Every so often in the Bible we come across a word that isn't Hebrew in it's origin and takes us right back to the beginning of time itself in it's origins. The name for Cain is one of those words! (is this a hint of the language from before the Tower of Babel, we'll meet this phenomena again in the story of Noah's Ark but until then I should stay quiet)

Sin

The word used here is actually the name of a Babylonian demon! Sin is personified here and we're given a picture of what sin does, it crouches at our door waiting to devour us if we let it in!

These two words aren't evidence so much of a late origin of Genesis as evidence that the book is much older than we realize and may actually have started it's existence not as the writings of a prophet some hundreds of years later but as records of events that took place much nearer the time and written or carved on clay tablets by the people to whom they happened! We'll explore this more in other hubs, but think on the idea that we might actually be reading notes about their dealings with God that were made by people like Noah or even earlier and here is a snippet of the evidence that is sprinkled through the book.


A message for today?

I think the story of Cain and Abel is a message for us today. Two brothers bringing their worship to God, one can be accepted and the other can't, why is that?

Abel brought the best that he had, the idea that his was accepted because it was a blood sacrifice isn't really the point of the story. Abel brought the best, most perfect lamb from his flock.

I just wonder, as he was preparing the offering, did he pause as he made his way to where they were making the offering (we presume Cain and Abel were together and made the offering together) and think of all the smiles the lamb had brought playing in the fields, getting stuck in mud, chasing round the meadow, or what about the sleepless nights when the ewes were lambing and Abel had stayed with them to make sure everything was OK. Abel's sacrifice was the best he could find and that lamb had cost him something, be it time and effort in getting the flock into such good condition, and here he was giving back a life to the creator. Knowing that the lamb was never his to keep.

Cain, on the other hand had worked the land and had seen it produce. His sacrifice had cost as well, but there was a difference, his wasn't the best of the land but just some of what he'd grown. Almost as if it was just the leftovers (maybe not quite that but you get the picture) Cain just thought that he'd give out of what he had! after all, it was his to give right?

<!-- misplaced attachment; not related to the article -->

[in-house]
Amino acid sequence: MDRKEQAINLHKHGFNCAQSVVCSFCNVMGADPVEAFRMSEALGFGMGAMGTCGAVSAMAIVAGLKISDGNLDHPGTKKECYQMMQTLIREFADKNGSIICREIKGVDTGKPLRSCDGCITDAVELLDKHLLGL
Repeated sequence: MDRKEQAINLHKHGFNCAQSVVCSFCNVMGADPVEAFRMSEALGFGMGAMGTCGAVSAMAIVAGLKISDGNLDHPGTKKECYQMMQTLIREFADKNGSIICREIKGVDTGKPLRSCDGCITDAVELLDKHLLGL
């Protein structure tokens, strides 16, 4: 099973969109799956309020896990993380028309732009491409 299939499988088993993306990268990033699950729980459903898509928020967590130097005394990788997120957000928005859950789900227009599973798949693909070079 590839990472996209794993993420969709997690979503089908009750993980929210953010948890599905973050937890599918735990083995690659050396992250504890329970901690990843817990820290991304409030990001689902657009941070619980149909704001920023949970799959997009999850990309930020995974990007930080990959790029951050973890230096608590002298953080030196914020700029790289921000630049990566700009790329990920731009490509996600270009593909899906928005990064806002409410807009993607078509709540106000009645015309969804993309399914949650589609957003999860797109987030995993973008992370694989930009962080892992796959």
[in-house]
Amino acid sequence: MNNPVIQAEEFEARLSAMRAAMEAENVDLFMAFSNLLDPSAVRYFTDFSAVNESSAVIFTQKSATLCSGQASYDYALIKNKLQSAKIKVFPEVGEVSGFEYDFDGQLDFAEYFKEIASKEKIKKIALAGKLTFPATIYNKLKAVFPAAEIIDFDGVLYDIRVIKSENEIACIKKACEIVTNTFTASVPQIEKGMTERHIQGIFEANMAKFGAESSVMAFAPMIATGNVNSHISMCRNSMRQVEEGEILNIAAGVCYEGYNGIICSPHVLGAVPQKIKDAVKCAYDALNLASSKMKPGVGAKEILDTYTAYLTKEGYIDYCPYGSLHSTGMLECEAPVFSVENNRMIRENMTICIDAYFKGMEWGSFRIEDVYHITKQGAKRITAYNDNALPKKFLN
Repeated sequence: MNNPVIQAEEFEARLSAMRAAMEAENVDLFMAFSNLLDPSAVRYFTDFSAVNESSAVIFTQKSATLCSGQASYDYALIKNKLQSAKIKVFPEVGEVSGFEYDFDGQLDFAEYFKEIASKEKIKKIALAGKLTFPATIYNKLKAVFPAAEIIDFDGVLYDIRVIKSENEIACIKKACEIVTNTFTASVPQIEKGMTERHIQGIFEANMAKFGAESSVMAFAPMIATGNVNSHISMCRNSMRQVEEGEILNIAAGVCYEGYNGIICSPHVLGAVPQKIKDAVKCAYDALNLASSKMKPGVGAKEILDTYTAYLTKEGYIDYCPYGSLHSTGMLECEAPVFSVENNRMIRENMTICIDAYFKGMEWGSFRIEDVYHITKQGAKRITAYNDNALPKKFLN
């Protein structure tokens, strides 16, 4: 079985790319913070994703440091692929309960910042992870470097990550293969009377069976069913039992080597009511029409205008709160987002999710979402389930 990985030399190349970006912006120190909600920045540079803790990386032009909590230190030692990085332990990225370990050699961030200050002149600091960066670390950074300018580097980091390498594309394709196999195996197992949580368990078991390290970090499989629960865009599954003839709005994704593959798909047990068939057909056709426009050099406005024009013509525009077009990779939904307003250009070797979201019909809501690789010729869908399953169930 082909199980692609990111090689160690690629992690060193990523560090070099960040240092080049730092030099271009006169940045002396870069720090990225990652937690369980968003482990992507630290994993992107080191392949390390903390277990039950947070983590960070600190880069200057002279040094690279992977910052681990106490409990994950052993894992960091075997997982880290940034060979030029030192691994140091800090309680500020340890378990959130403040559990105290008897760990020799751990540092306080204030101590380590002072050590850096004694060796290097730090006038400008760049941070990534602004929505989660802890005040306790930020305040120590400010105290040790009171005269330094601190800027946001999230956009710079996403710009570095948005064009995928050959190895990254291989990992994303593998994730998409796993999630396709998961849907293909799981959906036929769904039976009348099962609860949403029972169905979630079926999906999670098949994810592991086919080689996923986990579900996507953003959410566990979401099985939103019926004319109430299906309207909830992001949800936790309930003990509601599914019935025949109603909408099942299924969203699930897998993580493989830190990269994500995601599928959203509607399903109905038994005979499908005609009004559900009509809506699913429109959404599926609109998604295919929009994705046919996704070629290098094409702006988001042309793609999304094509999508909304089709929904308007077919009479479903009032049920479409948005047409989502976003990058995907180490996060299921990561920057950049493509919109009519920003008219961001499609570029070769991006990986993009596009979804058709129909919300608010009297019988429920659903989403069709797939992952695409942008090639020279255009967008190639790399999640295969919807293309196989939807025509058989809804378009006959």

'Your brother's blood calls out to me from the Earth'

What God tells Cain and us

To me, the message is clear from God's reply. We are our brother's keeper. Man was put on the Earth not only to tend and care for the Planet but also to care for each and every other man and woman in creation.

It was Cain's greed that caused the problem (he wanted to keep the best for himself). it was his anger that fueled the rage that killed Abel but it was his pride that got in the way of admitting what he'd done was wrong that caused him banishment and wandering.


Our greed causes us to hoard our precious resources. It's long been recognized that the next major war won't be over religion (actually most of the wars that religion got the blame for have been masked over and they were usually about greed or pride but religion got the blame as no one wants to admit they're wrong!). It'll be over water!

Then there's Oil, how many wars have been over that?

Once the greed has gotten hold it's our anger that causes us to lash out! How many domestic incidents happen through anger? and Pride stops us admitting the problem.

But it doesn't end there. Being our brother's keeper (and sister's) means we are called to do something about it.

Our Brother's keeper

Do they know it's Christmas?

What about you?

I know there are times when I'm just like Cain, my greed gets in the way, it leads to anger and eventually my pride tries to hide the reality of what I did or didn't do. But it doesn't need to end there. We can know forgiveness through Jesus Christ and we can once again walk with God in the way we used to. All we have to do is ask him for forgiveness.

Today God is looking for those who will stand up and say "I am my brother's keeper" and I want to be involved in helping him (or her) wherever they are! Are you one of those?

Whom do you think Cain reflects?

Do you think Cain is a message to us today?

See results

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    • lawrence01 profile image
      Author

      Lawrence Hebb 2 years ago from Hamilton, New Zealand

      Robert

      Glad you enjoyed the hub

    • Robert Sacchi profile image

      Robert Sacchi 2 years ago

      You bring up good information and perspective on the Cain & Abel story.

    • lawrence01 profile image
      Author

      Lawrence Hebb 2 years ago from Hamilton, New Zealand

      Glad you liked the hub.

    • Tamarajo profile image

      Tamarajo 2 years ago

      Insightful and relevant read. The background information you provided lends much to the practical understanding and application of this Biblical event. The underlying issue of greed and God's expectation to give our best makes so much sense and Cain killing his brother was the ultimate evidence that God was not the ultimate focus of his life.